Some teenagers get part-time jobs to stay busy and earn some extra money.
Ella Krull, a 17-year-old senior-to-be at Tipton Christian Academy, decided to reboot, coach and run a swimming program.
The Covington Manta Rays had been going strong for several years before some coaching turnover in 2018 led to the disbandment of the program in 2019.
Krull had been swimming with the Manta Rays for many years, but had to go swim at Millington YMCA when her hometown team no longer existed.
“I started thinking about how we don’t have a team anymore,” said Krull. “My little brother (Jack, 10) swims and I just wanted that experience for him.”
The Manta Rays had been using the Covington city pool for many years, but the team was not directly associated the with the city. Krull decided to reach out to Covington Parks and Recreation Director Joe Mack and see if the city could be more involved.
“We kind of worked together to get the team started again,” Krull said.
“I told her, in order to do this, we would need to take swimming and put it under the umbrella of our youth programs,” Mack said. “I thought that’s always where it should have been.”
Last year, Krull began advertising on social media that tryouts would be held for the summer season. Krull said she expected about 15 kids to show up. Instead, 55 boys and girls ages 6-16 arrived at the pool ready to compete.
COVID-19 forced the program to shut down for a while last summer, but in the end it was a successful year. Thanks to a then 16-year-old, the Manta Rays were going strong again.
“At first we were a little skeptical,” Mack said about the idea of a high school student leading a sports program. “I mean, she was 16, but she said she was confident she could do it … She’s amazingly mature for her age and she’s done a fantastic job. Ella and her assistant coach (John Owen Hensley) are managing a program with about 40 kids. I’ve been impressed with her. The program has meant a lot not just for Covington, but the whole county.”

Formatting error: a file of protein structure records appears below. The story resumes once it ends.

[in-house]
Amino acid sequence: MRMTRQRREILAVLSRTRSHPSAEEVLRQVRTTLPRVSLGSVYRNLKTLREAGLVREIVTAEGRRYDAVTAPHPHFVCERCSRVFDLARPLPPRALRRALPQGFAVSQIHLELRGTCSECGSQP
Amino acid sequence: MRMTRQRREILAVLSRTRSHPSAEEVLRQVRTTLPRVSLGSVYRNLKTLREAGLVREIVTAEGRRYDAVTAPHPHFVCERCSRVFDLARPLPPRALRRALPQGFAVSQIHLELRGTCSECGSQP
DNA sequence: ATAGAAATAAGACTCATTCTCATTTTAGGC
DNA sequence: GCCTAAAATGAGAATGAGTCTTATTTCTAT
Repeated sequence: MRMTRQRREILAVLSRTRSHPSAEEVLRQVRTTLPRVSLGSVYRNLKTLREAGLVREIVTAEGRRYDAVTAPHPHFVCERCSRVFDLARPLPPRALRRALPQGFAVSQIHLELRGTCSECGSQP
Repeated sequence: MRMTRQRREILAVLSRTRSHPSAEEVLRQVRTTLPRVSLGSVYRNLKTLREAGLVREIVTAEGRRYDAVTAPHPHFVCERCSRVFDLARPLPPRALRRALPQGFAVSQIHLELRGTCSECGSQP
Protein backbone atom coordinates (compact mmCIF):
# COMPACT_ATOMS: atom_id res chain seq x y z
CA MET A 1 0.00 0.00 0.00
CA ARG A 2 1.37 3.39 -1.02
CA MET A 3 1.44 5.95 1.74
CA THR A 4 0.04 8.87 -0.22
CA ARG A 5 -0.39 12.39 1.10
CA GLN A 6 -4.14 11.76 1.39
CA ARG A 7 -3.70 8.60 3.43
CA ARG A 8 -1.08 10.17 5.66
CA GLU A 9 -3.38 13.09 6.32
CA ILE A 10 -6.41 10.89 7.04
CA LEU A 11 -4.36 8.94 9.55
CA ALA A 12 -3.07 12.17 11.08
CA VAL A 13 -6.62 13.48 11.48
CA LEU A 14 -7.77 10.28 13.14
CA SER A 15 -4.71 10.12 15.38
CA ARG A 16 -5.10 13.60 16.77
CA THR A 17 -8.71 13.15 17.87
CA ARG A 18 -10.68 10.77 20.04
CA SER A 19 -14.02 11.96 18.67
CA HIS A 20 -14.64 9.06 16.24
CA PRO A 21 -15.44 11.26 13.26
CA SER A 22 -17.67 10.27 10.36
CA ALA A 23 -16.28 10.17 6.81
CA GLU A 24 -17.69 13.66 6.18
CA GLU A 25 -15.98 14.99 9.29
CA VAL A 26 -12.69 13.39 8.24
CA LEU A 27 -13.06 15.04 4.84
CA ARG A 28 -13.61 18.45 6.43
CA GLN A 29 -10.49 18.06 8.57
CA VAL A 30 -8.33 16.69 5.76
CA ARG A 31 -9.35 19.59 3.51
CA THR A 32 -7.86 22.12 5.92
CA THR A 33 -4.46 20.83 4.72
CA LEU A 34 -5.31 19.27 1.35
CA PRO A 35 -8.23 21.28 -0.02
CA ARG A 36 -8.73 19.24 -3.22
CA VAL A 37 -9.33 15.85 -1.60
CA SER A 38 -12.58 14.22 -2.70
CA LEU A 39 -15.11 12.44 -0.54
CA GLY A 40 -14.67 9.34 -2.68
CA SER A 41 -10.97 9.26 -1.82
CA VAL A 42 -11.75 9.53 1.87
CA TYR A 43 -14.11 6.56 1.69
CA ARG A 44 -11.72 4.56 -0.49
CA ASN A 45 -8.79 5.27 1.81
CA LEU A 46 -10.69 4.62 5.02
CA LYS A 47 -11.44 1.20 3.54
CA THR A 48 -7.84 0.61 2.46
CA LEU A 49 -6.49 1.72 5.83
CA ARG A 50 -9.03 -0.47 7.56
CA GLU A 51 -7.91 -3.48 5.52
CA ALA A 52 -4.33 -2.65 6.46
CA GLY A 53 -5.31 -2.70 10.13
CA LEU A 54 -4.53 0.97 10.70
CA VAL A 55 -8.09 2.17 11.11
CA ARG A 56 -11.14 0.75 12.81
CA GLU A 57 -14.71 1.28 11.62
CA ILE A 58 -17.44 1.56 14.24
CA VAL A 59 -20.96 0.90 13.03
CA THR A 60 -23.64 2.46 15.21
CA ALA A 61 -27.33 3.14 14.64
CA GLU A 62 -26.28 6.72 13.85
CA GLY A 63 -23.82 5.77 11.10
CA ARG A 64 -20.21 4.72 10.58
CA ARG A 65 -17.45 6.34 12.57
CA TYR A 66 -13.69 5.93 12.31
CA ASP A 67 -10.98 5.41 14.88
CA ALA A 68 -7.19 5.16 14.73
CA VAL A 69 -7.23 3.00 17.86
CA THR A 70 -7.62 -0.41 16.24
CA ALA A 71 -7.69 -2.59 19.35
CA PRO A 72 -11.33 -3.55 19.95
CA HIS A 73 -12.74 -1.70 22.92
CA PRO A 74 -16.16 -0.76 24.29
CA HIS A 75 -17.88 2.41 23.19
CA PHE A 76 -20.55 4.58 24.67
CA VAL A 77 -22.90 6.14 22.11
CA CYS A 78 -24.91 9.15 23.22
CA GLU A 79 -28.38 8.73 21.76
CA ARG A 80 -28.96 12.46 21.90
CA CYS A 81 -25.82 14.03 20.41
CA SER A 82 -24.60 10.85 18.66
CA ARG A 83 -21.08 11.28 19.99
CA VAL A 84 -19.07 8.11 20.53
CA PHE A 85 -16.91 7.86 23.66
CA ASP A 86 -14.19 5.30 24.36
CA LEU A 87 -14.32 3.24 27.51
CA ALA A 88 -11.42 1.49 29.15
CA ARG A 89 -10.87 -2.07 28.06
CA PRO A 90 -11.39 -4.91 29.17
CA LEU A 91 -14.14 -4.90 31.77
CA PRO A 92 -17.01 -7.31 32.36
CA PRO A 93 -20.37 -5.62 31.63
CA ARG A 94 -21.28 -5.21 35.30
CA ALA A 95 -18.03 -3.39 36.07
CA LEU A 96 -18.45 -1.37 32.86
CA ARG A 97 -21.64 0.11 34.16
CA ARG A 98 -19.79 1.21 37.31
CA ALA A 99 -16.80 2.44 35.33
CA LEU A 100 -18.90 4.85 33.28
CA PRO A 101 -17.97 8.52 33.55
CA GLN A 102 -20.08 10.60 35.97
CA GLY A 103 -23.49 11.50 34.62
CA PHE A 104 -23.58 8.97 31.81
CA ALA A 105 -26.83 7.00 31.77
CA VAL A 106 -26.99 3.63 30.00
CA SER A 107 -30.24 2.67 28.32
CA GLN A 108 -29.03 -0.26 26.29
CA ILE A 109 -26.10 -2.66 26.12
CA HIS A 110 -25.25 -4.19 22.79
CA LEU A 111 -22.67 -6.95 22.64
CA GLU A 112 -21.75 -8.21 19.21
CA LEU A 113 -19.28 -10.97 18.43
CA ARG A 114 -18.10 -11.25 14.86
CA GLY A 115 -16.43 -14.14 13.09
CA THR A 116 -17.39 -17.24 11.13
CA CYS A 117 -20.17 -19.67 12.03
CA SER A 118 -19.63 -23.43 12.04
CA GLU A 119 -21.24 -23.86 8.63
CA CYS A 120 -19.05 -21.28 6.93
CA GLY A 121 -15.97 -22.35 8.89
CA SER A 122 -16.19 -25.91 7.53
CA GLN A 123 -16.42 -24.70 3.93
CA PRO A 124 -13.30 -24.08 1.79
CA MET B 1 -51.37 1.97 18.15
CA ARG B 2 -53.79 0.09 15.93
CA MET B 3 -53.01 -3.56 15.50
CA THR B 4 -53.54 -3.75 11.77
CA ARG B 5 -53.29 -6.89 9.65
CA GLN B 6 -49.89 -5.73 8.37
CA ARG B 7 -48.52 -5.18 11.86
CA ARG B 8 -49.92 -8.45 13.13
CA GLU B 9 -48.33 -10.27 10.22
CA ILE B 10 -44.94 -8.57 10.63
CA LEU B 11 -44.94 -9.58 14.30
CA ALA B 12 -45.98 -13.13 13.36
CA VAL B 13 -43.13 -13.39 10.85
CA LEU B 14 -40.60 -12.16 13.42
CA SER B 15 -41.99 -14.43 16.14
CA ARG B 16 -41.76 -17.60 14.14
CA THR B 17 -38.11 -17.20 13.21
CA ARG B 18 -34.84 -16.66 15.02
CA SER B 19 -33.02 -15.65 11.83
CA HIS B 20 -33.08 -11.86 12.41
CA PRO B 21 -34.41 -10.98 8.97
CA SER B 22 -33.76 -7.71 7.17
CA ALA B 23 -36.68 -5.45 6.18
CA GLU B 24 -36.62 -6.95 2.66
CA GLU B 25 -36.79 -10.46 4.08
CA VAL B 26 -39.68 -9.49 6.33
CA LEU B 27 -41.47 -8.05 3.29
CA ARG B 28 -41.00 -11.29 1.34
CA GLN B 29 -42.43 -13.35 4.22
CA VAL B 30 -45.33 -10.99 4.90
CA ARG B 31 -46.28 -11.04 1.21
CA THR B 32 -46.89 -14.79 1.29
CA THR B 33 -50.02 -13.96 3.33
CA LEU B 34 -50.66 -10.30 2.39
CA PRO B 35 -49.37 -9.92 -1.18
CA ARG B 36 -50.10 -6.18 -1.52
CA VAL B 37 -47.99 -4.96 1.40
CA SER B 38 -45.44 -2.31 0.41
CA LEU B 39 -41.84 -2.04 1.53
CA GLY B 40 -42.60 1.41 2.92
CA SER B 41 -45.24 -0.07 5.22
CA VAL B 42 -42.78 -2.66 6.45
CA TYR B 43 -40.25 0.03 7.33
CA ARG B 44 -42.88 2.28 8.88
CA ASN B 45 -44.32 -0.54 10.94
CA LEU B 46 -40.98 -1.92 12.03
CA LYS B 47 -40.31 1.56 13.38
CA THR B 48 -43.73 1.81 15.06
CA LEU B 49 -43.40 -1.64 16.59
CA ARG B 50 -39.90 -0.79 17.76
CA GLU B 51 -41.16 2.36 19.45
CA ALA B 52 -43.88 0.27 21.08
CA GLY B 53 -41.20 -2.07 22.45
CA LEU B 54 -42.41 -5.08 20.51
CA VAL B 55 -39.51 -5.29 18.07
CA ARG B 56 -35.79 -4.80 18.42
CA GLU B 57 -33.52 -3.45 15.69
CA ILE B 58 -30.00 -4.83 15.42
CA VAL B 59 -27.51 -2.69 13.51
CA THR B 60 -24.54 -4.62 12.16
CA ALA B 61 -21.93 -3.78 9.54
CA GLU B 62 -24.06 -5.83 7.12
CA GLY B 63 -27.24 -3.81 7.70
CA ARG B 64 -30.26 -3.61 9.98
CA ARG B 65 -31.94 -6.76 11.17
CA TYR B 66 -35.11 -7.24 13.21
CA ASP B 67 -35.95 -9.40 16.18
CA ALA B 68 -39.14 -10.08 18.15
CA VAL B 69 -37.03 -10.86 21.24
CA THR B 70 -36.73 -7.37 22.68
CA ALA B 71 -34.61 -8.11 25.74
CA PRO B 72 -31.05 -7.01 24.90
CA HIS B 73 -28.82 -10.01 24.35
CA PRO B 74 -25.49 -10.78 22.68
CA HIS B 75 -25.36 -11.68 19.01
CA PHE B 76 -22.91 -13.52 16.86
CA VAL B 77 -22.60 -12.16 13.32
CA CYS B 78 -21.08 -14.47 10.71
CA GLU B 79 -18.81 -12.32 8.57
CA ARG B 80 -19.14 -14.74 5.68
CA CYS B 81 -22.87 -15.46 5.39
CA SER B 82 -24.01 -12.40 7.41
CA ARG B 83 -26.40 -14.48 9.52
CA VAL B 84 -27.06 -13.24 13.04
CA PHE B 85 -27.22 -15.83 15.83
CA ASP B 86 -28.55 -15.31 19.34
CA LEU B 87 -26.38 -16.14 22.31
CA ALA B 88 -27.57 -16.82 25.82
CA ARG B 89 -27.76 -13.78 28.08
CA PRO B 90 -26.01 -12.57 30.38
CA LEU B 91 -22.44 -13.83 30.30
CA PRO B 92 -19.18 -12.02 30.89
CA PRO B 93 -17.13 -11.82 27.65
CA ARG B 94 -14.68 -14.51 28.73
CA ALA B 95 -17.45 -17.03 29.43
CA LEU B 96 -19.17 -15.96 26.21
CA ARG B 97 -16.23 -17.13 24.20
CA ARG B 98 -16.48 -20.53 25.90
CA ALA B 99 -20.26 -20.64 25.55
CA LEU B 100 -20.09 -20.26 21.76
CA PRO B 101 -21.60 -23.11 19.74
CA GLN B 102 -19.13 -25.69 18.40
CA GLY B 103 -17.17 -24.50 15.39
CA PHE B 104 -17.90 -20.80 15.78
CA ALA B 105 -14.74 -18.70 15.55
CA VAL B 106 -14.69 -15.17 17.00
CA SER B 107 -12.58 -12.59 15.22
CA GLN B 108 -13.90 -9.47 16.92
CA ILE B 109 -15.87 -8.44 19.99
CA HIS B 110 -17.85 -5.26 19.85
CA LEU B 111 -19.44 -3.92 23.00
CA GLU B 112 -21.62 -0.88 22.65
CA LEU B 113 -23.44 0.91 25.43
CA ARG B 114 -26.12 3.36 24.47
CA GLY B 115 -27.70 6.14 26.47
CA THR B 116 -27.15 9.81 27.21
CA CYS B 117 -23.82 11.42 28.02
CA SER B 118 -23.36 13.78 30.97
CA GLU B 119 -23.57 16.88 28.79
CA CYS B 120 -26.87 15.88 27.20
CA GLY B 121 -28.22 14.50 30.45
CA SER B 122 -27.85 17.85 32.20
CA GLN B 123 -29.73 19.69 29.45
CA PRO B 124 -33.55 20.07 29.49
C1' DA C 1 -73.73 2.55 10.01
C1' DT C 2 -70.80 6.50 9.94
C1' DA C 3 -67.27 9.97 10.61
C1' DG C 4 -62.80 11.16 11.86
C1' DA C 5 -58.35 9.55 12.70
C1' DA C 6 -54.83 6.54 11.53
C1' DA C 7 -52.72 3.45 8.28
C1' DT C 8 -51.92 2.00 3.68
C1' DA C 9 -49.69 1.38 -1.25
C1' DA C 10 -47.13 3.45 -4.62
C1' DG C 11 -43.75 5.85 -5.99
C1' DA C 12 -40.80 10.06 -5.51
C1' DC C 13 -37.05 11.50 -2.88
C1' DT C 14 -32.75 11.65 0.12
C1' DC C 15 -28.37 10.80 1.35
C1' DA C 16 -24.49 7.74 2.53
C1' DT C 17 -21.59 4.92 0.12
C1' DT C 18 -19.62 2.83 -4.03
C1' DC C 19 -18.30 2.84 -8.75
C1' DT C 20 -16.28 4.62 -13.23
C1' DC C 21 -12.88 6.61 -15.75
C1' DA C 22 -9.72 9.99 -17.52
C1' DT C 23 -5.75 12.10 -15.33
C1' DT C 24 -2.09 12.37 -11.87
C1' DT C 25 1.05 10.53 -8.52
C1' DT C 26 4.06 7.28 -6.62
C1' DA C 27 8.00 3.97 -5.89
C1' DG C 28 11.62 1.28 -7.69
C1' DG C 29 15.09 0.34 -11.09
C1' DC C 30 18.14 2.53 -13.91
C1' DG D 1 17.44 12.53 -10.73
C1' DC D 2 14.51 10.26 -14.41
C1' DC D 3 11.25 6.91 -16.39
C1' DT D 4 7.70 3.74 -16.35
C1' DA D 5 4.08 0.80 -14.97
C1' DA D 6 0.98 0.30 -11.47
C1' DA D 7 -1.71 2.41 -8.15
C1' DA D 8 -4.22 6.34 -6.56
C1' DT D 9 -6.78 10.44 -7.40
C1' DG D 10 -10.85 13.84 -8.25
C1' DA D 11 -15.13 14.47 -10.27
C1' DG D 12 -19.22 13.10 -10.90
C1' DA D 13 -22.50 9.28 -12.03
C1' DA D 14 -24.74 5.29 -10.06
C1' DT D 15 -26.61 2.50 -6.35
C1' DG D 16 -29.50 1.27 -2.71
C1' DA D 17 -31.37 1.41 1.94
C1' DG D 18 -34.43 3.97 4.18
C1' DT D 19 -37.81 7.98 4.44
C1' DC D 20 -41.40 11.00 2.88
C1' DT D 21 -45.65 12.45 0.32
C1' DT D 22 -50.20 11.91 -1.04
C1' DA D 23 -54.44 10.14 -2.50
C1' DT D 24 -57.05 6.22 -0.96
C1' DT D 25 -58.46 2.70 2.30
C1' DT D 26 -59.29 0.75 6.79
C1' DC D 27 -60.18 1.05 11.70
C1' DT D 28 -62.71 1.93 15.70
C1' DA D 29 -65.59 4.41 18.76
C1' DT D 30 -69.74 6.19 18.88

The Manta Rays have 28 swimmers on the team this summer (The numbers are bigger in the fall and winter) and have already hosted a couple of meets. The next one is scheduled for June 29. The Manta Rays are the only team that competes year-round, so they hold meets in the winter where they break up the team and compete against each other.
When opposing coaches meet Krull in person for the first time, they are, without exception, surprised to be face to face with a teenager.
“I’m the youngest coach in the league by far,” Krull said with a laugh. “Most of my conversations (with other coaches) are by email so they just assume (I’m an adult). Our first meet vs. Gibson, the coach comes in and you can tell she’s obviously looking for the coach. I go up and introduce myself and she goes, ‘Oh wow, how old are you again?'”
Krull is too old to compete for the Manta Rays now, but she swims for her high school team. The breast stroke and back stroke are her specialties. She began swimming in her grandparents’ pool and said her dad (Erik), a competitive swimmer in his youth, encouraged her to get serious about the sport.
As for the future, Krull said she plans on coaching the Manta Rays at least until she goes to college in the fall of 2022. She does not, however, rule out coaching beyond that.
“If the opportunity arises again this is something I would definitely want to do. I like to be able to give back to what I basically did for my entire life.”